Video

    Video A Life of Fighting Back: Hillary Clinton Shatters Glass Ceiling

    Hillary Clinton made history Thursday, overcoming personal and political setbacks to become the first woman to win the presidential nomination of a major U.S. political party. If she wins in November, she will go from “first lady” to U.S. Senator from New York, to Secretary of State, to “Madam President.” Polls show Clinton is both beloved and despised. White House Correspondent Cindy Saine takes a look at the life of the woman both supporters and detractors agree is a fighter for the ages.
    Video

    Video Dutch Entrepreneurs Turn Rainwater Into Beer

    June has been recorded as one of the wettest months in more than a century in many parts of Europe. To a group of entrepreneurs in Amsterdam the rain came as a blessing, as they used the extra water to brew beer. Serginho Roosblad has more to the story.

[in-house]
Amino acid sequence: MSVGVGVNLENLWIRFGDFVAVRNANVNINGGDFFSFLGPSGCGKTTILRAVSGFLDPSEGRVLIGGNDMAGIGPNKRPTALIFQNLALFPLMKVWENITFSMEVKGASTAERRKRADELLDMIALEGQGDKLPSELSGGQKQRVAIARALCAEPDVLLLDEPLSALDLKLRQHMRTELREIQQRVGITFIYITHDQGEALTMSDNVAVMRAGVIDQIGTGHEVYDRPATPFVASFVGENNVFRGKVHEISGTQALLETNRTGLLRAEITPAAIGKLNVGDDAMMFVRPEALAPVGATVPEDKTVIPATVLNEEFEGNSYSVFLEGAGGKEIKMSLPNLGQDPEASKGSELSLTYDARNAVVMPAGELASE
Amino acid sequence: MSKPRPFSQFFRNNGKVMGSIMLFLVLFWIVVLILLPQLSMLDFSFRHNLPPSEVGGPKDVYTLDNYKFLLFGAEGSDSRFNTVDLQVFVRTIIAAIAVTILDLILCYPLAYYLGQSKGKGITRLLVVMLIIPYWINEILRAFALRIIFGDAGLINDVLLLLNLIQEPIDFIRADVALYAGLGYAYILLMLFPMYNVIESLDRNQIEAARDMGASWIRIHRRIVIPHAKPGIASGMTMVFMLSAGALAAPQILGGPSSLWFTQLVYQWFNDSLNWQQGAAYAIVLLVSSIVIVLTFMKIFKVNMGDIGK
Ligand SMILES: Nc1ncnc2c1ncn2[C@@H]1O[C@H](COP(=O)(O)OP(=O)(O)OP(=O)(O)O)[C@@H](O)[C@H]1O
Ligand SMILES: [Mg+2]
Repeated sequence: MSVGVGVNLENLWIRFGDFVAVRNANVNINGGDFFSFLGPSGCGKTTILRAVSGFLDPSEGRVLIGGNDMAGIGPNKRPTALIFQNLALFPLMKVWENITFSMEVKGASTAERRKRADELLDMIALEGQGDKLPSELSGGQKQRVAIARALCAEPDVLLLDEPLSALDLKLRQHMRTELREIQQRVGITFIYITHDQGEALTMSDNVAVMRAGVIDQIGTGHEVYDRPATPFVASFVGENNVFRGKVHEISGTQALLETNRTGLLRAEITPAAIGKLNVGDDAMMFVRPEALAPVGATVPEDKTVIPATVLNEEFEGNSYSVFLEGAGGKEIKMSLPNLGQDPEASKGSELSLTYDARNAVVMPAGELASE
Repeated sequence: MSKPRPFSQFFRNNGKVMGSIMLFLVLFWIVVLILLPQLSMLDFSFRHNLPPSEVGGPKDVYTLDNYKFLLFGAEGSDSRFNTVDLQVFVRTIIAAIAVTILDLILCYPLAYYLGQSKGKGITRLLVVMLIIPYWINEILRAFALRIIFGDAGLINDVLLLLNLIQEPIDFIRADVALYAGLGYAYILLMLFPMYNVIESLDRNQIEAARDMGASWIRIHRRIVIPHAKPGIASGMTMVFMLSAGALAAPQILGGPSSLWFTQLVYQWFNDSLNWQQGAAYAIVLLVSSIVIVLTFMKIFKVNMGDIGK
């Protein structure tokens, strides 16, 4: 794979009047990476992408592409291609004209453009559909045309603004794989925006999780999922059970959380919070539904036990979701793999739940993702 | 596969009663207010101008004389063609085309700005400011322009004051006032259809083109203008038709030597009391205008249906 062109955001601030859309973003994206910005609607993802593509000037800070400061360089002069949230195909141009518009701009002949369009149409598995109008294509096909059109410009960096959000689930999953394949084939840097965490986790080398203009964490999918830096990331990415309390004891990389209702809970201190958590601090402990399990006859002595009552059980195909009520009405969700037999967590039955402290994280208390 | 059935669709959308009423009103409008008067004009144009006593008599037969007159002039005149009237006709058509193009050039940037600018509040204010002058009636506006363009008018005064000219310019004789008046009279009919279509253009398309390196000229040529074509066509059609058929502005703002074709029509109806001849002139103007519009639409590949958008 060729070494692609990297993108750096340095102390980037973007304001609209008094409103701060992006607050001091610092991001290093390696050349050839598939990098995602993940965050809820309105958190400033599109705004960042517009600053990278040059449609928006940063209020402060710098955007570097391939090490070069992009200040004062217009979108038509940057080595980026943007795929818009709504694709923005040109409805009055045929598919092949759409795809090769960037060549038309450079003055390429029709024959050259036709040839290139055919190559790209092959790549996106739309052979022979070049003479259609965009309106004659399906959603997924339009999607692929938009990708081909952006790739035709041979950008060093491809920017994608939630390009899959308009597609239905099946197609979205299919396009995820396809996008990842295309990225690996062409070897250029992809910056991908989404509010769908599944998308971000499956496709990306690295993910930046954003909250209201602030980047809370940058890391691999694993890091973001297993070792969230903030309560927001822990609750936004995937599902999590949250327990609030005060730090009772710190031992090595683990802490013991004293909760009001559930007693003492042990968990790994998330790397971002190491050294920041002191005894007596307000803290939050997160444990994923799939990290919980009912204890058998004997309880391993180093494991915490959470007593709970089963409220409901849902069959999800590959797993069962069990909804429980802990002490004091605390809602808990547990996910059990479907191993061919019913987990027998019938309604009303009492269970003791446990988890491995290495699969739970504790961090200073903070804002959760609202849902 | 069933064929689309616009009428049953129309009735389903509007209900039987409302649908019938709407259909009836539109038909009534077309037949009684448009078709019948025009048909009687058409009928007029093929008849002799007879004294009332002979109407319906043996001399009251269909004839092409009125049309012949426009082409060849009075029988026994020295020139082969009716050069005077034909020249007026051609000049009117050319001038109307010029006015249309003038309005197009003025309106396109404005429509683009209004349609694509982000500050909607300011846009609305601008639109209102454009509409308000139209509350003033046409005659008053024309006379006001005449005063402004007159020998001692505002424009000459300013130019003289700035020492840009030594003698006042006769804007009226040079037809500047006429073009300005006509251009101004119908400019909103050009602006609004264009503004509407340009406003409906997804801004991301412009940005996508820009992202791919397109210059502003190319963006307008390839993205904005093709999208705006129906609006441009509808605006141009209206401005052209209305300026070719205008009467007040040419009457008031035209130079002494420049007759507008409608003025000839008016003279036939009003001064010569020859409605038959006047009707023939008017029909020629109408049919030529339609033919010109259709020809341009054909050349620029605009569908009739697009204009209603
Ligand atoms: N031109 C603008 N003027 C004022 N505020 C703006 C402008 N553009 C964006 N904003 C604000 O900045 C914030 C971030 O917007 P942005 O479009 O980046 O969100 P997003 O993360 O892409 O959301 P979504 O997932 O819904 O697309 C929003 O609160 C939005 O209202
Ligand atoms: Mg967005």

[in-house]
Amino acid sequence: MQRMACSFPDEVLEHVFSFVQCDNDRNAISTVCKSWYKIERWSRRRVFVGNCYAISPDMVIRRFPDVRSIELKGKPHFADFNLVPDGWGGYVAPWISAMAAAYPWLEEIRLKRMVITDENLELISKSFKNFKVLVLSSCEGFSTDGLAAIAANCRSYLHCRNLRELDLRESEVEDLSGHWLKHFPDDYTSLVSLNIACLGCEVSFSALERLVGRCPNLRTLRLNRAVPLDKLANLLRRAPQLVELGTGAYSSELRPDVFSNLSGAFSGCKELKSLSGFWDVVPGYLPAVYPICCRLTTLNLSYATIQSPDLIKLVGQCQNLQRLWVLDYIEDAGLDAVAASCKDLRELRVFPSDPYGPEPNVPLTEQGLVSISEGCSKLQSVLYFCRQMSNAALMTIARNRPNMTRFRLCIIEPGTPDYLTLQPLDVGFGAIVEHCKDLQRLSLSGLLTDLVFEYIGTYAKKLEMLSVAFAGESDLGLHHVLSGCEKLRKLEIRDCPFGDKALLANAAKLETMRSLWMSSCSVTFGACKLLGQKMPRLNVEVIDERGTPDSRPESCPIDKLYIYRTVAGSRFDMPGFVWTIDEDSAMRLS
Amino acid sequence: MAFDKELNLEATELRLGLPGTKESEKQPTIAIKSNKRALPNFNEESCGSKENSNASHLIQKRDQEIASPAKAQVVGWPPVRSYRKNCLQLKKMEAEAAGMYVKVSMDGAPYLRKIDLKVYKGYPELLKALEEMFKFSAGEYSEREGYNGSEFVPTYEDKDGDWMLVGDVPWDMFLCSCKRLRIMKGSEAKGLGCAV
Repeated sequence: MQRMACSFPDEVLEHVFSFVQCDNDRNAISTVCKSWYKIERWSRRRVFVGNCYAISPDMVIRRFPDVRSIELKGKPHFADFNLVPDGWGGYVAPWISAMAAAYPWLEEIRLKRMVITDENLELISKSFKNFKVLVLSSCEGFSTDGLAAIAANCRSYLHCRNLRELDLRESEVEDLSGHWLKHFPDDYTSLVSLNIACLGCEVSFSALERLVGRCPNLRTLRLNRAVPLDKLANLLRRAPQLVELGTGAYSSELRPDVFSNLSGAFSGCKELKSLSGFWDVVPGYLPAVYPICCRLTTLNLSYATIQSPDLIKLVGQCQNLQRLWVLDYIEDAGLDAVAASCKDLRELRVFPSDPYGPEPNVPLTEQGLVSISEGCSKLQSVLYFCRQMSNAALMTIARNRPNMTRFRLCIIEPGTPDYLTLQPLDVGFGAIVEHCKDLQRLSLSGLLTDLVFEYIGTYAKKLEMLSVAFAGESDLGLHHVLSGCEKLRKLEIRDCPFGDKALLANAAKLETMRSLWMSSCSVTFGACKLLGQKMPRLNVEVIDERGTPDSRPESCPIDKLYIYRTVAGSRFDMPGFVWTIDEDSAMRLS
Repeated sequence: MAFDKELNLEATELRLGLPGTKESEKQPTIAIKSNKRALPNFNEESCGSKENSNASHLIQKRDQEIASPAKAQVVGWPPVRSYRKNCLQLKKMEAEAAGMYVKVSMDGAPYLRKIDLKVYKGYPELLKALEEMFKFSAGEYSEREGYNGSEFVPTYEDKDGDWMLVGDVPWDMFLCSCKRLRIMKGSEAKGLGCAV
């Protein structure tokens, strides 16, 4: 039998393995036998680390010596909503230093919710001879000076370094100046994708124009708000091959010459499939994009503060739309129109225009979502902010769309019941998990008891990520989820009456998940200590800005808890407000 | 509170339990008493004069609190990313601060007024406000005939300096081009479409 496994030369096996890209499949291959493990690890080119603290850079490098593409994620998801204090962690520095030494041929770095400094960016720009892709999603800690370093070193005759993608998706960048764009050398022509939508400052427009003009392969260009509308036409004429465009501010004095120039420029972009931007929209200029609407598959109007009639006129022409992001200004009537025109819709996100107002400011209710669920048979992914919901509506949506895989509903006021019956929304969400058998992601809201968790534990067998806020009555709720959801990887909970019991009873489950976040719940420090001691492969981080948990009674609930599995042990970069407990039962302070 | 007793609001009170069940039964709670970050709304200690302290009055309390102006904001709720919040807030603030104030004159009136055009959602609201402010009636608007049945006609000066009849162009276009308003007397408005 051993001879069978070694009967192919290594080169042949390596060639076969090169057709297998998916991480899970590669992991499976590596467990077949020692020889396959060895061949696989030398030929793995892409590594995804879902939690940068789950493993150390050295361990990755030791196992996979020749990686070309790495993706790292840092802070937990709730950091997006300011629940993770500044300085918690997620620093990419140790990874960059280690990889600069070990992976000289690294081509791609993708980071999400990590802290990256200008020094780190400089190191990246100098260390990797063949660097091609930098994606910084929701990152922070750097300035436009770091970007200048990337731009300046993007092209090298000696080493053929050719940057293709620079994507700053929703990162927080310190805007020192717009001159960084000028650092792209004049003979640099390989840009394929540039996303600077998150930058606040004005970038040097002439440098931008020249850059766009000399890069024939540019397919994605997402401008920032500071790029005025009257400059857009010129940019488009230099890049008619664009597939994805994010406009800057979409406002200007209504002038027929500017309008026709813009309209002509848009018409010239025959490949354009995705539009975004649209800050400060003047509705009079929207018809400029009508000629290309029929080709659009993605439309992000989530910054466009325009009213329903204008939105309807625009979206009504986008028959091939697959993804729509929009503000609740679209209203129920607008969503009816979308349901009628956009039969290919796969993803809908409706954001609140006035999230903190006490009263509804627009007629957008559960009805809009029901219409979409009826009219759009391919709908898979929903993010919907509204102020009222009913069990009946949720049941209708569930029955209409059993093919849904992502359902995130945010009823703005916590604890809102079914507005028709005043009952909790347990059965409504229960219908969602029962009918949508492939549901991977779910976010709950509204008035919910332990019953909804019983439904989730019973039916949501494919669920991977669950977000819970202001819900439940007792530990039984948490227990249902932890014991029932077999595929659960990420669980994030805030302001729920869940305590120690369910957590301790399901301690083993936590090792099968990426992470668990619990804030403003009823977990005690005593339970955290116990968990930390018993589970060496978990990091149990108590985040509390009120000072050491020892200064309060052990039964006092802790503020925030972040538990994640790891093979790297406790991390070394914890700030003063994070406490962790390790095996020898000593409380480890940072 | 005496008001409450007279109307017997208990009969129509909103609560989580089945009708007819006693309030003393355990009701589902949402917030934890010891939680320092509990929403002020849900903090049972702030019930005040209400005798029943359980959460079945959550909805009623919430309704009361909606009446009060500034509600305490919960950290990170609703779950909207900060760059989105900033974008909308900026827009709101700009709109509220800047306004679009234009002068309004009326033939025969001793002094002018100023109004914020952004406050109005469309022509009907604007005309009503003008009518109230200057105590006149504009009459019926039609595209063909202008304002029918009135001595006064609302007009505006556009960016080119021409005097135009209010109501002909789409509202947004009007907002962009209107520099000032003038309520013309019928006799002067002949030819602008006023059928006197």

Video

    Video First Time Delegate’s First Day Frustrations

    With thousands of people filling the streets of Philadelphia, Pennsylvania for the 2016 Democratic National Convention, VOA’s Kane Farabaugh narrowed in on one delegate as she made her first trip to a national party convention. It was a day that was anything but routine for this United States military veteran.
    Video

    Video Commerce Thrives on US-Mexico Border

    At the Democratic Convention in Philadelphia this week, the party’s presumptive presidential nominee, Hillary Clinton, is expected to attack proposals made by her opponent, Republican presidential nominee Donald Trump, to build a wall along the U.S.-Mexico border. Last Friday, President Barack Obama hosted his Mexican counterpart, President Enrique Peña Nieto, to underscore the good relations between the two countries. VOA’s Greg Flakus reports from Tucson.
    Video